A blog about education technology, teaching, learning, and startups

Build It And They Will Come – How True Is This Belief?

Literary classics such as Ayn Rand’s Fountainhead are based on this premise, but it’s not that simplelocal-buzz-marketing

First off, let me say that marketing and promotion have always been a necessity. No one will know about your good or service unless you market it and expose it to the public frequently. That holds true today as it has since the beginning of trade, ever since capitalism really started to grow its roots during the days of P.T. Barnum. P.T. Barnum was arguably one of the first people to realize that the public opinion can be changed through what he called the “humbug.” In today’s marketing language, this is often called buzz.

Building is better than planning

Before you think about generating buzz, the first step is to just make something. At larger companies, launching a project involves creating a proposal, sending it to the budget committee, possibly making a presentation, and finally waiting for the decision. This is a very tedious process. If you are a trailblazer though, you can completely skip that step and just start out building a prototype. THEN worry about the presentation. Which approach do you think is more helpful?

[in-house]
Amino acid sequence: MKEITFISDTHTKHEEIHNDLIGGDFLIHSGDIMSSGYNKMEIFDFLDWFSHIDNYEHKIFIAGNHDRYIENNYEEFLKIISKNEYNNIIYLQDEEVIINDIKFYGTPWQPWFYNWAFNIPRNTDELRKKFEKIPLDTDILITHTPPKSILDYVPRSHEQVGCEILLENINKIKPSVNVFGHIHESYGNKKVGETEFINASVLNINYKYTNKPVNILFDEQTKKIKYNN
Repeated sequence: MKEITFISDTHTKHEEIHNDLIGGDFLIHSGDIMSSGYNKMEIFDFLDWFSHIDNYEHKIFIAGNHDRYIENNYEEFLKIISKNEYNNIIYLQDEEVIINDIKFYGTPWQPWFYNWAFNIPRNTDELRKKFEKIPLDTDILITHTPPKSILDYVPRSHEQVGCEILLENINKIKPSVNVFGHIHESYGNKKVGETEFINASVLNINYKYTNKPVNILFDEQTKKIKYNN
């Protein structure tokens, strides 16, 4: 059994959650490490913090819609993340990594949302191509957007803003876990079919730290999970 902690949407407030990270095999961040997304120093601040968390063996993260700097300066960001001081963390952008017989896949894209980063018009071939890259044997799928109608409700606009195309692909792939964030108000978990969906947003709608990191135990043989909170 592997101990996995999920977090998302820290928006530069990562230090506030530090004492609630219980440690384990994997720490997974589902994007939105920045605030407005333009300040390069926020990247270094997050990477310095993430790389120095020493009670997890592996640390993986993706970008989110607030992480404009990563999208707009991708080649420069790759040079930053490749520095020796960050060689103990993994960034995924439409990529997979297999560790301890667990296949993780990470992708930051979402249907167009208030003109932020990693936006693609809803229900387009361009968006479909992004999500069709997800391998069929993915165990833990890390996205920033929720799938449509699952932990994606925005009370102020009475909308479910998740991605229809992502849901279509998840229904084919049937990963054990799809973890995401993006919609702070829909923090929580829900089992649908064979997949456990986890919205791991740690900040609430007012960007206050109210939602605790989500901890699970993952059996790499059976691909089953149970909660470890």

Even in startups, one of the greatest pitfalls I have seen is to focus on writing the business plan, outlining the market, the competition, blah blah blah. That is a waste of time. The most important first step is not the business plan, it is the prototype. Intel is famously known for having a business plan that was just one page.

The difference between then and now

The main difference between the days of P.T. Barnum and now can be summed up in one word: the internet. With the internet, every single product is given an equal chance of exposure. As a result, every company must think of new, innovative ways to provide their users greater value before they switch to one of their competitors. Now, the focus on product quality is greater than ever, with the emergence of customer reviews, rating systems, and social media sharing.

It is much more difficult to market a shoddy product without serious consequences to the brand image. So, why spend so much time perfecting the business plan or the budget proposal? Why not just build, refine, and market the prototype to demonstrate the value that it can bring to the public?

Picture source: